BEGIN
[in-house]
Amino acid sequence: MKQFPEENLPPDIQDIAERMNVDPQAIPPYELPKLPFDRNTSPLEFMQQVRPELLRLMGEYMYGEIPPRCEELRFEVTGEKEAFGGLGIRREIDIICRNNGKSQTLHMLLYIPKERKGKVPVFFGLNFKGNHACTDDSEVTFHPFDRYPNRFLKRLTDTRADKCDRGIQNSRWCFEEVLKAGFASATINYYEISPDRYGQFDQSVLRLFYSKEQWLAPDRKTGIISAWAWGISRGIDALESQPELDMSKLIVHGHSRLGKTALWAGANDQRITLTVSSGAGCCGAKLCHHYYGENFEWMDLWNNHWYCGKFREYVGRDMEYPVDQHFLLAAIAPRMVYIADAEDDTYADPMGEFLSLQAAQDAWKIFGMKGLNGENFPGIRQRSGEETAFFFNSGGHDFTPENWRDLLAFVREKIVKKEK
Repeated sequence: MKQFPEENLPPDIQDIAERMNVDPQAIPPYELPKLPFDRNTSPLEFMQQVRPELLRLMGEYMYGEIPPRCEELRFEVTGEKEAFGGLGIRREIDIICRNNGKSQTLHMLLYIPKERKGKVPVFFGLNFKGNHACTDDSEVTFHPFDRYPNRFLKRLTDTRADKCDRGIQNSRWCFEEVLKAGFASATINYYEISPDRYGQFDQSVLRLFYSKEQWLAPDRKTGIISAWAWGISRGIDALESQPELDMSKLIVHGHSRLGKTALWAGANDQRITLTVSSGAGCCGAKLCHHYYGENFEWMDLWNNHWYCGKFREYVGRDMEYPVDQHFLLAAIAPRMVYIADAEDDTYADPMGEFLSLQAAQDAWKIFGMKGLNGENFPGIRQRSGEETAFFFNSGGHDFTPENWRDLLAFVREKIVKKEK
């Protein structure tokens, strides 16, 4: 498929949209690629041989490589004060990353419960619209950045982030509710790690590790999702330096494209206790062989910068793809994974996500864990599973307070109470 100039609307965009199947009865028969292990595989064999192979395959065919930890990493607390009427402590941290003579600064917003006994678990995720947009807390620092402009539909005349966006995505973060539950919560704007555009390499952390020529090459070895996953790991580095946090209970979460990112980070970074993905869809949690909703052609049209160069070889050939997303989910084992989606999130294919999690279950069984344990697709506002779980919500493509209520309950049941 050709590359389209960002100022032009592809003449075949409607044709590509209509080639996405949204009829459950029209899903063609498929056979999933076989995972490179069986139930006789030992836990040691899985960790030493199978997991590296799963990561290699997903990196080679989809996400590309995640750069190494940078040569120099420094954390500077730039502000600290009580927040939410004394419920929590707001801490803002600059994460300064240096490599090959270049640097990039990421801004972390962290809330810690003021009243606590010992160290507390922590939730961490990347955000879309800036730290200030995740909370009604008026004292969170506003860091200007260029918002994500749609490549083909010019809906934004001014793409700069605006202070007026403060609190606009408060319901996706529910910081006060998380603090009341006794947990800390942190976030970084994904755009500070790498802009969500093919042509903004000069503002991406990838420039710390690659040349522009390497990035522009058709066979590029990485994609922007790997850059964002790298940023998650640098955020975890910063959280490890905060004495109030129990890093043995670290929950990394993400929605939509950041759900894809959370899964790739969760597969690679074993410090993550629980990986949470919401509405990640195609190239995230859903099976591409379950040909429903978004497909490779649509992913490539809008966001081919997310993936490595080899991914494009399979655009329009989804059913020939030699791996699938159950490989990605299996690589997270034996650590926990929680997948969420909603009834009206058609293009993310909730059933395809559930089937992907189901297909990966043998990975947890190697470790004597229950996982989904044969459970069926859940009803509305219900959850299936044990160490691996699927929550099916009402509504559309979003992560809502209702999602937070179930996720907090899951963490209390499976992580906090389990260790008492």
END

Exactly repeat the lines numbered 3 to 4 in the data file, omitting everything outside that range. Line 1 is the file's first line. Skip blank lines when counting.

Repeated sequence: MKQFPEENLPPDIQDIAERMNVDPQAIPPYELPKLPFDRNTSPLEFMQQVRPELLRLMGEYMYGEIPPRCEELRFEVTGEKEAFGGLGIRREIDIICRNNGKSQTLHMLLYIPKERKGKVPVFFGLNFKGNHACTDDSEVTFHPFDRYPNRFLKRLTDTRADKCDRGIQNSRWCFEEVLKAGFASATINYYEISPDRYGQFDQSVLRLFYSKEQWLAPDRKTGIISAWAWGISRGIDALESQPELDMSKLIVHGHSRLGKTALWAGANDQRITLTVSSGAGCCGAKLCHHYYGENFEWMDLWNNHWYCGKFREYVGRDMEYPVDQHFLLAAIAPRMVYIADAEDDTYADPMGEFLSLQAAQDAWKIFGMKGLNGENFPGIRQRSGEETAFFFNSGGHDFTPENWRDLLAFVREKIVKKEK
């Protein structure tokens, strides 16, 4: 498929949209690629041989490589004060990353419960619209950045982030509710790690590790999702330096494209206790062989910068793809994974996500864990599973307070109470 100039609307965009199947009865028969292990595989064999192979395959065919930890990493607390009427402590941290003579600064917003006994678990995720947009807390620092402009539909005349966006995505973060539950919560704007555009390499952390020529090459070895996953790991580095946090209970979460990112980070970074993905869809949690909703052609049209160069070889050939997303989910084992989606999130294919999690279950069984344990697709506002779980919500493509209520309950049941 050709590359389209960002100022032009592809003449075949409607044709590509209509080639996405949204009829459950029209899903063609498929056979999933076989995972490179069986139930006789030992836990040691899985960790030493199978997991590296799963990561290699997903990196080679989809996400590309995640750069190494940078040569120099420094954390500077730039502000600290009580927040939410004394419920929590707001801490803002600059994460300064240096490599090959270049640097990039990421801004972390962290809330810690003021009243606590010992160290507390922590939730961490990347955000879309800036730290200030995740909370009604008026004292969170506003860091200007260029918002994500749609490549083909010019809906934004001014793409700069605006202070007026403060609190606009408060319901996706529910910081006060998380603090009341006794947990800390942190976030970084994904755009500070790498802009969500093919042509903004000069503002991406990838420039710390690659040349522009390497990035522009058709066979590029990485994609922007790997850059964002790298940023998650640098955020975890910063959280490890905060004495109030129990890093043995670290929950990394993400929605939509950041759900894809959370899964790739969760597969690679074993410090993550629980990986949470919401509405990640195609190239995230859903099976591409379950040909429903978004497909490779649509992913490539809008966001081919997310993936490595080899991914494009399979655009329009989804059913020939030699791996699938159950490989990605299996690589997270034996650590926990929680997948969420909603009834009206058609293009993310909730059933395809559930089937992907189901297909990966043998990975947890190697470790004597229950996982989904044969459970069926859940009803509305219900959850299936044990160490691996699927929550099916009402509504559309979003992560809502209702999602937070179930996720907090899951963490209390499976992580906090389990260790008492």